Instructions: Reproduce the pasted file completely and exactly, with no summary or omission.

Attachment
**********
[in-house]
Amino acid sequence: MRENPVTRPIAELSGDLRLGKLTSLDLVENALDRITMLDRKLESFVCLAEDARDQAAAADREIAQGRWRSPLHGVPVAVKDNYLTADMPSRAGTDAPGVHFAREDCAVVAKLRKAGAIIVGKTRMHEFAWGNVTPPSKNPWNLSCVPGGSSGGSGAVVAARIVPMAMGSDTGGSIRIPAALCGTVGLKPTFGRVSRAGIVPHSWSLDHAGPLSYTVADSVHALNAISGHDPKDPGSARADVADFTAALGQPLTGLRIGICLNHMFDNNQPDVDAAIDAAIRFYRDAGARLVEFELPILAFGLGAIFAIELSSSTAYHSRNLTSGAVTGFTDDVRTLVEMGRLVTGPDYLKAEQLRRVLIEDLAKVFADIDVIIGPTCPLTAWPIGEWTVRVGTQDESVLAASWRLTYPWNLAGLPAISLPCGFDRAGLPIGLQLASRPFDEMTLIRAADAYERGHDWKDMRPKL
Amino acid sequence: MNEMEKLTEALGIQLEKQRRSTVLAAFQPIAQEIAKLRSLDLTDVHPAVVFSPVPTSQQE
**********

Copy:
[in-house]
Amino acid sequence: MRENPVTRPIAELSGDLRLGKLTSLDLVENALDRITMLDRKLESFVCLAEDARDQAAAADREIAQGRWRSPLHGVPVAVKDNYLTADMPSRAGTDAPGVHFAREDCAVVAKLRKAGAIIVGKTRMHEFAWGNVTPPSKNPWNLSCVPGGSSGGSGAVVAARIVPMAMGSDTGGSIRIPAALCGTVGLKPTFGRVSRAGIVPHSWSLDHAGPLSYTVADSVHALNAISGHDPKDPGSARADVADFTAALGQPLTGLRIGICLNHMFDNNQPDVDAAIDAAIRFYRDAGARLVEFELPILAFGLGAIFAIELSSSTAYHSRNLTSGAVTGFTDDVRTLVEMGRLVTGPDYLKAEQLRRVLIEDLAKVFADIDVIIGPTCPLTAWPIGEWTVRVGTQDESVLAASWRLTYPWNLAGLPAISLPCGFDRAGLPIGLQLASRPFDEMTLIRAADAYERGHDWKDMRPKL
Amino acid sequence: MNEMEKLTEALGIQLEKQRRSTVLAAFQPIAQEIAKLRSLDLTDVHPAVVFSPVPTSQQE